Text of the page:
THE CHARACTER TEST
Feb 15, 1999, Vol. 4, No. 21 • By ERIC FELTEN
AS PRESIDENT BILL CLINTON has told us time and again, there are three legs to the New Democratic platform: opportunity, responsibility, and community. It is a troika that might, in good conscience, have been trimmed to just opportunity and community (this is, after all, a man whose lack of personal responsibility extends, among other things, to phone sex on unsecured lines). But it's a credit to Slick's chutzpah that he is still flogging the R-word. Here is Clinton at the Democratic Leadership Council's annual shindig in December: "Seven years ago I spoke to the Democratic Leadership Council," Clinton crowed, pointing to his successes in the intervening years. "I said that we had to offer the American people a new choice rooted in old values . . . opportunity, responsibility, community."
Clinton may be comfortable preaching the "old value" of responsibility, but the obvious ironies pose problems for his allies, problems on display in the current issue of the DLC's magazine, the New Democrat. The organization Bill Clinton helped found and once headed stands by its man. Not only does the New Democrat reprint Clinton's DLC speech, the cover of the magazine is devoted to an anti-impeachment editorial. Under the banner headline "The GOP on Trial," the cover reads, "Whatever damage the President has caused the nation pales in comparison to the damage being caused by the GOP drive to remove him from office." The New Democrat dismisses Republicans as "helpless legalists" and "zealous moralists."
No one can accuse the big-thinkers at the DLC of legalism or moralism. At least, not if one looks to another article in the New Democrat, "Certifiably American?" which questions the fairness of the citizenship test administered by the Immigration and Naturalization Service. Authors Harry Boyte and Nancy Kari are quick to point out that the average American would have a tough time answering the civics and history questions that stand between immigrants and citizenship. Would-be Americans need to correctly answer at least eight out of ten questions, which include stumpers such as, "Name the 13 original colonies," and, "How many members are there in the House of Representatives?" It isn't that Boyte and Kari really think the test is that hard -- especially since the INS helps prospective citizens prepare by giving them all the questions and answers well in advance. No, Boyte and Kari just don't like the fact that any citizenship test is given, arguing that "we have essentially empowered a small federal agency to set our nation's official definition of citizenship -- to define for us what it means to be an American." This is especially troubling since that definition is, well, problematic for the DLC's poster boy.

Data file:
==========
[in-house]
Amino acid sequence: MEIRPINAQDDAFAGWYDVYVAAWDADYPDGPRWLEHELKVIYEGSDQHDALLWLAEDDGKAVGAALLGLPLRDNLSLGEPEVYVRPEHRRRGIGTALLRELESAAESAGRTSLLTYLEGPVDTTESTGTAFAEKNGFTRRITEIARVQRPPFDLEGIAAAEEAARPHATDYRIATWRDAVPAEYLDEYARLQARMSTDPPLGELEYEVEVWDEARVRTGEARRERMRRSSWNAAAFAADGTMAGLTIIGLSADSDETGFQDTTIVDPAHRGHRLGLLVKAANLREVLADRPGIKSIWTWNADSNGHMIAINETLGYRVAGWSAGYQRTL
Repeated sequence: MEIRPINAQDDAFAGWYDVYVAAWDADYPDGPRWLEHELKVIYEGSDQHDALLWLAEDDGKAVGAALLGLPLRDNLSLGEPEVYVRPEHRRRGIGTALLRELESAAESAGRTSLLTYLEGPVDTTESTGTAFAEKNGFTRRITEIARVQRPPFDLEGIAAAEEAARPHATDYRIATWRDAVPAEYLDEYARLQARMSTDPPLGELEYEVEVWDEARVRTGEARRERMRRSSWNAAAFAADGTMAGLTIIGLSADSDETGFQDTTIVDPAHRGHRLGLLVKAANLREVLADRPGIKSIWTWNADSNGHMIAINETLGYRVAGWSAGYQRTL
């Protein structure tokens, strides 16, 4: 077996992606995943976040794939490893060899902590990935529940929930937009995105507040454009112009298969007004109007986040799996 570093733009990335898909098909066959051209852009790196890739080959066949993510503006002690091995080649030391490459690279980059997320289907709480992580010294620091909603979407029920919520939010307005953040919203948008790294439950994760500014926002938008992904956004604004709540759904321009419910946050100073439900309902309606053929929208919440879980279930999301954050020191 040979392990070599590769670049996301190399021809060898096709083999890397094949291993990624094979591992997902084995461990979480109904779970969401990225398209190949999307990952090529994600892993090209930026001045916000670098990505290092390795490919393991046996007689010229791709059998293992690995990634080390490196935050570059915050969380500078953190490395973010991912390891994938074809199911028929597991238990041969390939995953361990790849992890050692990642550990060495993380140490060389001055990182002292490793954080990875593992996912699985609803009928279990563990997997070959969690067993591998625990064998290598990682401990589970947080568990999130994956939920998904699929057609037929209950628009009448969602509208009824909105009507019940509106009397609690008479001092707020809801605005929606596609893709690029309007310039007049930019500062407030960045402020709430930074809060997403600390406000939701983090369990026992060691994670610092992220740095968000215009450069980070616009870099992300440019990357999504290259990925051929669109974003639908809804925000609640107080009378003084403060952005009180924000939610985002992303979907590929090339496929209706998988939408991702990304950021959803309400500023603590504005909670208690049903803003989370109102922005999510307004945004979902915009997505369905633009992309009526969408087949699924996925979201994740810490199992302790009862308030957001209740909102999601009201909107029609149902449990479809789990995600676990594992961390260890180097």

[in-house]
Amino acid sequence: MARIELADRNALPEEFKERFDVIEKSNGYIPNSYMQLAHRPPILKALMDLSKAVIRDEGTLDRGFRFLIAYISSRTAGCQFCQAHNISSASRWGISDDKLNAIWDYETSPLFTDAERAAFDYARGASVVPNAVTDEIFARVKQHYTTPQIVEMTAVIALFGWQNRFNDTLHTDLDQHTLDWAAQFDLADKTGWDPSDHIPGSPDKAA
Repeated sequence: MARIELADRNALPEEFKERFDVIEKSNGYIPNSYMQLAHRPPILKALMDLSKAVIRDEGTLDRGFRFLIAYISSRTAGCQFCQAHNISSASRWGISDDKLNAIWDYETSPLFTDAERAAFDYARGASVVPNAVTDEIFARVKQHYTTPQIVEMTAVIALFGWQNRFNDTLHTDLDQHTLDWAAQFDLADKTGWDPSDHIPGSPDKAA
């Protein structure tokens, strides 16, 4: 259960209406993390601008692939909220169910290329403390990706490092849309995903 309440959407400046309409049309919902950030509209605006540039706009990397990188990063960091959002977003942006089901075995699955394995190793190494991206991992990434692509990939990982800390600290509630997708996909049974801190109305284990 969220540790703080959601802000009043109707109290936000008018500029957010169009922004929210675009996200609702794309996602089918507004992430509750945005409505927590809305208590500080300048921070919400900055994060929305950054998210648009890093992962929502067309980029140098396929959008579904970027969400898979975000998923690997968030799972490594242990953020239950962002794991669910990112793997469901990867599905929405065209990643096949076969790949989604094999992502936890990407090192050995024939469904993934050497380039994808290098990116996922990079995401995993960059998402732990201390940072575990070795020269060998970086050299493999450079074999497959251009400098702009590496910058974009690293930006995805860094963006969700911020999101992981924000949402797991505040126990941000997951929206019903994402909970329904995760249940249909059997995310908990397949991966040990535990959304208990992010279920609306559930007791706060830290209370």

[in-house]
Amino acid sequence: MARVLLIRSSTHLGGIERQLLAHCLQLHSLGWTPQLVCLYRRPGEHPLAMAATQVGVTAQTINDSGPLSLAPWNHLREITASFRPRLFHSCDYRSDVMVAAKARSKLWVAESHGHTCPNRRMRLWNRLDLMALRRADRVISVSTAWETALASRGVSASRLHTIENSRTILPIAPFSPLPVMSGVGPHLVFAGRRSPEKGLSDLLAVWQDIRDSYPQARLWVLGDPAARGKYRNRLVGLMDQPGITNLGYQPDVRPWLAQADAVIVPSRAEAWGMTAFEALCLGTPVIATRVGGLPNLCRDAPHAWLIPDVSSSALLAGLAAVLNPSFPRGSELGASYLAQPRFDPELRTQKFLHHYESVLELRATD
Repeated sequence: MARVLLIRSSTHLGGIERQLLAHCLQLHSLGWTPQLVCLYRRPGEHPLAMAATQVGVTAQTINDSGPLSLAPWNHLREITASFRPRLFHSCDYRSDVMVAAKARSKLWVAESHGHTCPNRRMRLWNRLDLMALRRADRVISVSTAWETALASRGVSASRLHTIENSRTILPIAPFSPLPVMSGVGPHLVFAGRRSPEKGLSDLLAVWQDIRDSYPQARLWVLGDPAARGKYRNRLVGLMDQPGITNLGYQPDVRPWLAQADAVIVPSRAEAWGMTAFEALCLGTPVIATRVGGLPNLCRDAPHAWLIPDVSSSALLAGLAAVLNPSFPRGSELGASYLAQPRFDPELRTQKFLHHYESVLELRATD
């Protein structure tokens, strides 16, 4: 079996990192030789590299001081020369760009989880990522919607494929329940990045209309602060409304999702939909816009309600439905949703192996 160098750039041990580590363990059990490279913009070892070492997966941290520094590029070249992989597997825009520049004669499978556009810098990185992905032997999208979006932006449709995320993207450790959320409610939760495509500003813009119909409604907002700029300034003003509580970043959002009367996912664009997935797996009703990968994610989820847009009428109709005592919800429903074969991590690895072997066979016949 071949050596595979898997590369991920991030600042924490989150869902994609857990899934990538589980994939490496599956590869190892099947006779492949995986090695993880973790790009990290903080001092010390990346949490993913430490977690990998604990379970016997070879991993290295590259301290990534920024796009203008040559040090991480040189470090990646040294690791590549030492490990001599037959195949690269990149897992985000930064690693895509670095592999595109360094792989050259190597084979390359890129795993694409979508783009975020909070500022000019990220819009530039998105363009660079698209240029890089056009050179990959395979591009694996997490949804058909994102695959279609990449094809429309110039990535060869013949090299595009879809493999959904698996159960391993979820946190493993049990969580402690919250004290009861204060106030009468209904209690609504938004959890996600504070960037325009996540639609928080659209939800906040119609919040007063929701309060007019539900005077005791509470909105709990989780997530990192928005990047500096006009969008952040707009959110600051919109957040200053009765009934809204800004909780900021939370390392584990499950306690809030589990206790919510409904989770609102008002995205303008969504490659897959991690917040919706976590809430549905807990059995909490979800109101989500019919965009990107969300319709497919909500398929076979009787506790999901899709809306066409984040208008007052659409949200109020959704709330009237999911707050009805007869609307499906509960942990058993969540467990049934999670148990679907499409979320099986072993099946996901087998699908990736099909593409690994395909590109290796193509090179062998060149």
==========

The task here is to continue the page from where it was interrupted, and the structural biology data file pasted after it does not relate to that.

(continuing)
You see, the INS doesn't just ask a string of quiz show brain-teasers. The agency also inquires into whether the applicant has "good moral character." Most famously, immigrants are asked: "Are you now, or have you ever been, associated with the Communist Party or ever knowingly aided or supported the Communist Party directly or indirectly through another organization, group or person, or advocated, taught, believed in, or knowingly furthered the interests of communism?" But they are also asked about their moral fiber and psychological stability:
"Are you a habitual drunkard?"
"Have you ever been confined as a patient in a mental institution?"
"Have you ever knowingly committed any crime for which you have not been convicted?"
"Have you ever advocated or practiced polygamy?"
Now, some might think it perfectly reasonable -- given the limited number of slots for new citizens -- that we weed out drunken commie lunatics and felons with supernumerary wives. But not the New Democrat. Boyte and Kari sneer at the character questions, dismissing them as "a geologic core sample of our nation's political and social biases." It seems the INS is guilty of a new genre of bigotry: anti-scofflaw-ism.
You can't blame the New Democrat too much -- they're just trying to be consistent. What else is the party of Clinton to do? If committing crimes and getting away with them is good enough for the president, who are we to say that the very same fault should disqualify anyone in the teeming masses from gaining citizenship? Equality under the law demands no less.
A more appropriate test of character, according to the New Democrat, is "civic involvement." Again, it's only fair: The Big He thinks himself virtuous on the strength of his civic involvement. Who cares about the odd grope of a job applicant or rewards to a sexually accommodating employee? The president, after all, is demonstrably committed to civil rights. Policy initiatives trump personal conduct. So, with a desire that the president be treated no differently than any other American (actual or aspiring), the New Democrat proposes that immigrants be judged by their work in the community, not condemned for pesky personal peccadilloes. That's good news for the polygamist community -- the applicant with a harem need only promise that all his wives will suit up for AmeriCorps.
A frequent contributor to THE WEEKLY STANDARD, Eric Felten is a freelance writer living in Washington, D.C.